The under-recognized music label that launched Metric

‘It was the worst time to start a label,’ recalls Last Gang founder Chris Taylor

Metric minds its own business

WENN/Keystone Press

Metric minds its own business
Metic (WENN/Keystone Press)

Chris Taylor remembers the moment his fledgling record label, Last Gang, felt like more than just an entertainment lawyer’s indulgence. It was 2004, in Austin, Tex., where Last Gang’s sludgy dance-rock bass-and-drums duo, Death From Above 1979, were playing a SXSW festival showcase. “There were a bunch of U.K. and American labels and other bands [wondering], ‘How are they getting so much attention?’ ” he recalls. “Sometimes you’re in a crowded room; the band is right on top of you, and the sound, the volume—everything just hits you. The atmosphere was awestruck.”

Earlier that year, when he founded Last Gang, he says, “It was the worst time in history to start a record label.” Faced with an industry-wide decline in sales, Taylor assembled a roster of unorthodox bands that had been widely rejected. A decade later, having sold more than two million albums—more even, they believe, than Broken Social Scene’s heralded Arts and Crafts—and launched the careers of bands like Metric and Chromeo, Taylor feels vindicated, if under-recognized.

Taylor’s west Toronto office is practically wallpapered by gold and platinum records for the likes of Drake, Nelly Furtado, and Avril Lavigne, all A-list clients of his law firm, Taylor Klein Oballa. On his shelves sit several Junos, but he’s keener to show off his 1994 Canadian Reggae Music Award for his own outfit, One. After graduating from Osgoode Hall Law School in 1990, he spent five years touring North America with the 10-piece band as lead singer and record-deal negotiator. Two weeks before his 30th birthday, he quit in favour of his entertainment-law Plan B, hoping to fulfil the dreams of other musicians such as his friends in Metric. He believed the Brooklyn-via-Toronto quartet’s synth-rock sound—not terribly popular in an age of Nickelback clones—could make it to radio. When the 142 labels he approached disagreed, Taylor took some of the dough he’d made by selling more mainstream artists like Sam Roberts and Sum 41 to major-label contracts, and pumped it into Metric. By the time of their platinum-selling 2005 album, Live It Out, they were stars.

The label he and partner Donald Tarlton started to release Metric’s music was named after the Clash song Last Gang in Town—as Taylor puts it, “music that taught you you could be working-class and make something of yourself, as corny as that sounds.” The son of an auto-factory worker and a grocery-store cashier, Taylor gravitated to bands with punky aesthetics and realized that even acts that weren’t big sellers, like the scruffy electronic duo Crystal Castles (“You can’t understand any of the lyrics, so the chances of mainstream radio support are very low”), would generate buzz. Others would join the label because they liked its records: Death From Above 1979, for instance, were Metric fans. They were also drawn to Taylor’s conviction, says bassist-keyboardist Jesse Keeler. “Someone from Capitol Records told me, ‘You guys are awesome. As soon as you sell those first 50,000 records, we’ll be there to help you.’ Oh, that’s easy! You believe in something, put your money behind it. Chris believed in us.”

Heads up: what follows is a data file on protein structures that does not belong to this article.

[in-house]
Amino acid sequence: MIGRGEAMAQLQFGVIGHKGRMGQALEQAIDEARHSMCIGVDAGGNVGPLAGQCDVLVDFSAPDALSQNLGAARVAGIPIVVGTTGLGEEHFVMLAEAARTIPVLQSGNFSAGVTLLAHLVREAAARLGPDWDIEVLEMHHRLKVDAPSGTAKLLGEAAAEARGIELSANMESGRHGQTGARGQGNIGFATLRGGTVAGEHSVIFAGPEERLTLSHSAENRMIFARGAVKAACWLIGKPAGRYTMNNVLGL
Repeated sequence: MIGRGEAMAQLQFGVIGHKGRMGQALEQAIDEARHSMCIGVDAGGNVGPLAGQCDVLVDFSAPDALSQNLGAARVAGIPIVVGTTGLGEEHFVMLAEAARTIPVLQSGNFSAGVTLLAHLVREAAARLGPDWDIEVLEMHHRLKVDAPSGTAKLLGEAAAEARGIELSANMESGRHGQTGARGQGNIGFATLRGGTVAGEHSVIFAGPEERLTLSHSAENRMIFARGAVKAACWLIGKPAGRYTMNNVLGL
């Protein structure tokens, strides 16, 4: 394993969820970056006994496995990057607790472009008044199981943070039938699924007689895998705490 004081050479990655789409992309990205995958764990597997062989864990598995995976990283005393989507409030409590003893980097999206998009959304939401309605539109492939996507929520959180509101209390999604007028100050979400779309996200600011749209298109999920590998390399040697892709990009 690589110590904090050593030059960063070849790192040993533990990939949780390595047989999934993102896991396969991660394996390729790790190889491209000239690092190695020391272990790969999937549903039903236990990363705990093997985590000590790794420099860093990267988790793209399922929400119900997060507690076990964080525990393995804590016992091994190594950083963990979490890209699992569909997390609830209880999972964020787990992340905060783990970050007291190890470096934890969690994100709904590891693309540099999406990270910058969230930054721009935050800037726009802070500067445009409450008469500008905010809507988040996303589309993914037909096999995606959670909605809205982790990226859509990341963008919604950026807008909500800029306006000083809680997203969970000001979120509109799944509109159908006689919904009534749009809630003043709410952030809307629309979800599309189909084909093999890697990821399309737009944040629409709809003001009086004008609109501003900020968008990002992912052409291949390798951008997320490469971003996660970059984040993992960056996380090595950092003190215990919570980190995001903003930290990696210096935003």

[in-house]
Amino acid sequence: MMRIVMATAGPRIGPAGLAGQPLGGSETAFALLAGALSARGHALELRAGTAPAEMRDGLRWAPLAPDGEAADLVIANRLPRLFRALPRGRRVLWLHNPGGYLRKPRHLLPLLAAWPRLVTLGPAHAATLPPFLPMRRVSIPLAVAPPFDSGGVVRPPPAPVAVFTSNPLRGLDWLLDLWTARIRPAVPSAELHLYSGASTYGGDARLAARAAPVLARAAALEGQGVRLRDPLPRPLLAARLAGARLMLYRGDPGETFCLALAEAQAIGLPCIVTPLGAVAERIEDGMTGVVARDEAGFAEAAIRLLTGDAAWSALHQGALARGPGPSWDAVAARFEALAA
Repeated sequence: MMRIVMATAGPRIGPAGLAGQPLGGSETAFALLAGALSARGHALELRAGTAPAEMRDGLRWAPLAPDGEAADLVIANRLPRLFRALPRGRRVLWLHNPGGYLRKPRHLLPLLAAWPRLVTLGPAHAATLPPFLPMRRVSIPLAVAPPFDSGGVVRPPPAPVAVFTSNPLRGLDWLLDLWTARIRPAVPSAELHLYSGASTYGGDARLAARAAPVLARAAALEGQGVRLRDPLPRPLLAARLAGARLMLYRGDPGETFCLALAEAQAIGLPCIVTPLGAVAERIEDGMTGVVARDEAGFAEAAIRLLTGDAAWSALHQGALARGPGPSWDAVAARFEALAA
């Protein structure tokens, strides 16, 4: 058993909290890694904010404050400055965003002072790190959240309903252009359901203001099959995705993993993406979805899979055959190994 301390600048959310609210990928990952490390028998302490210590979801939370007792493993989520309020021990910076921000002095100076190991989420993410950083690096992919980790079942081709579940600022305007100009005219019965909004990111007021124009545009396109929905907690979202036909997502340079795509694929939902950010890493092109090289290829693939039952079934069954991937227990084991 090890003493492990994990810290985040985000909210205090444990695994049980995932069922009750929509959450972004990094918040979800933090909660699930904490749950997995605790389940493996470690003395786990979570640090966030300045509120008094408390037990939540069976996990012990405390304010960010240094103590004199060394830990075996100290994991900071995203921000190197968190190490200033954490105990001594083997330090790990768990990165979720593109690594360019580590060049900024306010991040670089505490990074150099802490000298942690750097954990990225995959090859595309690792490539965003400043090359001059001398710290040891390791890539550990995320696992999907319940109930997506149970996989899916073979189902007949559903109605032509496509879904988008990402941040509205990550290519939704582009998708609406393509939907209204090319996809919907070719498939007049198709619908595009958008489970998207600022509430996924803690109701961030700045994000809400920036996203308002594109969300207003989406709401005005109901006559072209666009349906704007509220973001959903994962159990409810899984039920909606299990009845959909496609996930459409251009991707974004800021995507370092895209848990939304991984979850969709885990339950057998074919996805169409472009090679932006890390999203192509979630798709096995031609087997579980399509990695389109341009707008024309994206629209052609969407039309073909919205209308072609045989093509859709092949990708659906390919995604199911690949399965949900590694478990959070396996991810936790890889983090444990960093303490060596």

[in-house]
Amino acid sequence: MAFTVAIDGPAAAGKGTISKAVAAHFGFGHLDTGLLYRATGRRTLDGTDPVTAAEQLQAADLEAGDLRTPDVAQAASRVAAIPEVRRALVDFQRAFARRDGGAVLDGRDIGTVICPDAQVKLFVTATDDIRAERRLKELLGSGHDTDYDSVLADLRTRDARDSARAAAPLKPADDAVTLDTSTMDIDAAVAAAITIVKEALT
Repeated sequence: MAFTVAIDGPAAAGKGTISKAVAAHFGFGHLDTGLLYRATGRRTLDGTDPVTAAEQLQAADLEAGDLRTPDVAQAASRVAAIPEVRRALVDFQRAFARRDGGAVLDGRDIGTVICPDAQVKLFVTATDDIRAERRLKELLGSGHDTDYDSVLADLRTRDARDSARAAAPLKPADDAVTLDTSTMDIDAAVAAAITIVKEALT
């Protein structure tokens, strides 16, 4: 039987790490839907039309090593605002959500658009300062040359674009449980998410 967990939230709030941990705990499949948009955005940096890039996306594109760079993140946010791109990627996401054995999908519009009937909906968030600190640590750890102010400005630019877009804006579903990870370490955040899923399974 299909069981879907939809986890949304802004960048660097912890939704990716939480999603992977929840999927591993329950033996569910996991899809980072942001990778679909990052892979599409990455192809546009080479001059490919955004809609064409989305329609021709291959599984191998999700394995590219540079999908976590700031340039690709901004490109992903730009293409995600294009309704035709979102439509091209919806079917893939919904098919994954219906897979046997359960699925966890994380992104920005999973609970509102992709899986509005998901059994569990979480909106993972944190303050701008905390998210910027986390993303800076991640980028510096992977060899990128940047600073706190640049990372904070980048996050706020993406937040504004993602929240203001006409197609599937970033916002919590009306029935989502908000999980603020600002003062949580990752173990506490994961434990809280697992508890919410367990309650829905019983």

At times, Taylor’s luck has seemed to run out: Death From Above 1979 broke up in 2006, on the cusp of greater success—“I worked on both of them for a year, trying to get them back together,” he laments. And Metric severed their relationship with Last Gang starting with their fourth album in favour of going it alone. Taylor was disappointed, but he’s sanguine: “It’s not a marriage. We don’t vow to stay together forever.” In response, he’s ramped up his management plan, developing artists from the ground up to retain a cut of their profits.

He has benefited from two bets: releasing vinyl and electronic dance music before their resurgences. He predicts that this fall, Death From Above 1979’s reunion album, The Physical World, will be Last Gang’s biggest record yet. Taylor will admit Last Gang’s mystique has “made our jobs a bit harder.” Often when he tells a prospective signing, “ ‘We did this, this, and this,’ they go, ‘I had no idea.’ ” He admires the way Arts and Crafts “carpet-bombed Toronto with their 10-year anniversary celebrations. We want to be first call [if] something’s happening for a band in Saskatchewan and they’re getting ready to put out some music.”